English version

connotation

From Longman Dictionary of Contemporary English
Related topics: Linguistics
connotationcon‧no‧ta‧tion /ˌkɒnəˈteɪʃən $ ˌkɑː-/ ●○○ noun [countable]  THINK something/HAVE A THOUGHTa quality or an idea that a word makes you think of that is more than its basic meaningdenotationconnotation of The word ‘professional’ has connotations of skill and excellence. a negative connotationconnotative /ˈkɒnəteɪtɪv $ ˈkɑːn-, kəˈnoʊtətɪv/ adjective
Examples from the Corpus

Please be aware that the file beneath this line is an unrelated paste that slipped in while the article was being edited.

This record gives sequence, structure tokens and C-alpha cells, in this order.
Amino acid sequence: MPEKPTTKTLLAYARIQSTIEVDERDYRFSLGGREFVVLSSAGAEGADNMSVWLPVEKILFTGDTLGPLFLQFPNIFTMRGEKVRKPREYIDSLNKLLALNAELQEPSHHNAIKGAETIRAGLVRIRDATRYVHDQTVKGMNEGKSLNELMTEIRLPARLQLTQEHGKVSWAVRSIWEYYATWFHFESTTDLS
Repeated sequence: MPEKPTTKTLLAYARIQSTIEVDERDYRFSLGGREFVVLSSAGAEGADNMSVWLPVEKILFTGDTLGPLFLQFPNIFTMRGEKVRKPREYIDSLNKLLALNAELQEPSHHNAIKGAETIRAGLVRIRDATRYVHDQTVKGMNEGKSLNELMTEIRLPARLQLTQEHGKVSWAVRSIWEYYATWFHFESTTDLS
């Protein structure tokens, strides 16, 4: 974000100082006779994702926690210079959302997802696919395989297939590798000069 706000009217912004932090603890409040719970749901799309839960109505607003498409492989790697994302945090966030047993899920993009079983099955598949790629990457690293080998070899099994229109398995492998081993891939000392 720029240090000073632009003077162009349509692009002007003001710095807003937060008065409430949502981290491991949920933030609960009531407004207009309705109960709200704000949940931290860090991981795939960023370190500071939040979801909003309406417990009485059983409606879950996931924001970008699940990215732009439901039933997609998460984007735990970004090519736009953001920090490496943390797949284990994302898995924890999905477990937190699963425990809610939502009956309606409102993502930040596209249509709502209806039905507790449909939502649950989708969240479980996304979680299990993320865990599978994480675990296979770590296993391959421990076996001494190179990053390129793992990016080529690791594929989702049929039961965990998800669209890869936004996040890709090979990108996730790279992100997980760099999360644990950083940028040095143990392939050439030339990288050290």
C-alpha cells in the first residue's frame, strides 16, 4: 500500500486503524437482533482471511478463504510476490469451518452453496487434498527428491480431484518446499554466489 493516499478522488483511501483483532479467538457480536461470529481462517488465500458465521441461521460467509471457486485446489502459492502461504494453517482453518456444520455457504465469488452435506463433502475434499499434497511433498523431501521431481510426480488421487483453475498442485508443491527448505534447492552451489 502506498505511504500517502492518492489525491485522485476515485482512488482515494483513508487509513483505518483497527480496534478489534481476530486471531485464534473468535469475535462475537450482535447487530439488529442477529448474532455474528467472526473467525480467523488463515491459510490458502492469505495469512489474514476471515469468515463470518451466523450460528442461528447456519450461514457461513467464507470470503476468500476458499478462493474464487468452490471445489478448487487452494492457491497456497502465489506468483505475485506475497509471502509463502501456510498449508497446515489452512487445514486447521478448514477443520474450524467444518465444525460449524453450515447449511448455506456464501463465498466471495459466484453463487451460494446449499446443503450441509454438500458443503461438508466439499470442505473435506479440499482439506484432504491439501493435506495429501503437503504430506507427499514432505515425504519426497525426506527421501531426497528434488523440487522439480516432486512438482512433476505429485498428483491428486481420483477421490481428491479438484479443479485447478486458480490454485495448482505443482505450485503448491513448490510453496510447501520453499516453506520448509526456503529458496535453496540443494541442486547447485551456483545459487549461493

connotationBut thinness, as opposed to slimness, also carries connotations of weightlessness and emptiness."Bermuda" with its connotations of fun and sunIts connotations are all wrong and will be studied later.A whole group of connotations, arising from our knowledge of the drug culture, then settles on the music.For most people "motherhood" has a very positive connotation.The portrait is an endlessly interesting example, a theme redolent with social connotations and artistic references.Care must be exercised however as certain colours have specific connotations which may be important if colour codes are used.With time, however, this acquired the connotation of the misfortune it described.I spoke, in that context, of the connotations of the posse, of the hunt.Literacy will continue to depend upon the power to decipher words and to decode their connotations.
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